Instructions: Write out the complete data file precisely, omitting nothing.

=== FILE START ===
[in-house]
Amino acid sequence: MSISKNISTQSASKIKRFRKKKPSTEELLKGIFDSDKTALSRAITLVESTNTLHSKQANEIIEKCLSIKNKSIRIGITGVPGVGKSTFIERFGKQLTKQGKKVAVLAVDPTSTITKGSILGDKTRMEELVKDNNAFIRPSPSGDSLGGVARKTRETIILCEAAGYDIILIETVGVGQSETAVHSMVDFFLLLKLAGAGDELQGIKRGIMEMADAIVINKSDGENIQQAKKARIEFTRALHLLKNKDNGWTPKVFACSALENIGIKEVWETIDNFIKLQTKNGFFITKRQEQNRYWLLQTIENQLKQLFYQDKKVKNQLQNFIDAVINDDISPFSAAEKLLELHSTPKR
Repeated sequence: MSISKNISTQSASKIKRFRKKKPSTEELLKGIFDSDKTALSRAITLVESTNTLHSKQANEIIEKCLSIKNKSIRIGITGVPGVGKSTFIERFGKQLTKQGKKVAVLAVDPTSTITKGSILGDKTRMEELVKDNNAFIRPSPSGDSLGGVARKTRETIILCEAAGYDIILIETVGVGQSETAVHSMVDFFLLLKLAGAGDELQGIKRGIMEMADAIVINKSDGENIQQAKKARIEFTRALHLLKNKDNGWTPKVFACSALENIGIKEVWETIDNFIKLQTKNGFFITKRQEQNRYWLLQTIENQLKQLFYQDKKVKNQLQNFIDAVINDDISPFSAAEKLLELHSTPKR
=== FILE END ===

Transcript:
[in-house]
Amino acid sequence: MSISKNISTQSASKIKRFRKKKPSTEELLKGIFDSDKTALSRAITLVESTNTLHSKQANEIIEKCLSIKNKSIRIGITGVPGVGKSTFIERFGKQLTKQGKKVAVLAVDPTSTITKGSILGDKTRMEELVKDNNAFIRPSPSGDSLGGVARKTRETIILCEAAGYDIILIETVGVGQSETAVHSMVDFFLLLKLAGAGDELQGIKRGIMEMADAIVINKSDGENIQQAKKARIEFTRALHLLKNKDNGWTPKVFACSALENIGIKEVWETIDNFIKLQTKNGFFITKRQEQNRYWLLQTIENQLKQLFYQDKKVKNQLQNFIDAVINDDISPFSAAEKLLELHSTPKR
Repeated sequence: MSISKNISTQSASKIKRFRKKKPSTEELLKGIFDSDKTALSRAITLVESTNTLHSKQANEIIEKCLSIKNKSIRIGITGVPGVGKSTFIERFGKQLTKQGKKVAVLAVDPTSTITKGSILGDKTRMEELVKDNNAFIRPSPSGDSLGGVARKTRETIILCEAAGYDIILIETVGVGQSETAVHSMVDFFLLLKLAGAGDELQGIKRGIMEMADAIVINKSDGENIQQAKKARIEFTRALHLLKNKDNGWTPKVFACSALENIGIKEVWETIDNFIKLQTKNGFFITKRQEQNRYWLLQTIENQLKQLFYQDKKVKNQLQNFIDAVINDDISPFSAAEKLLELHSTPKR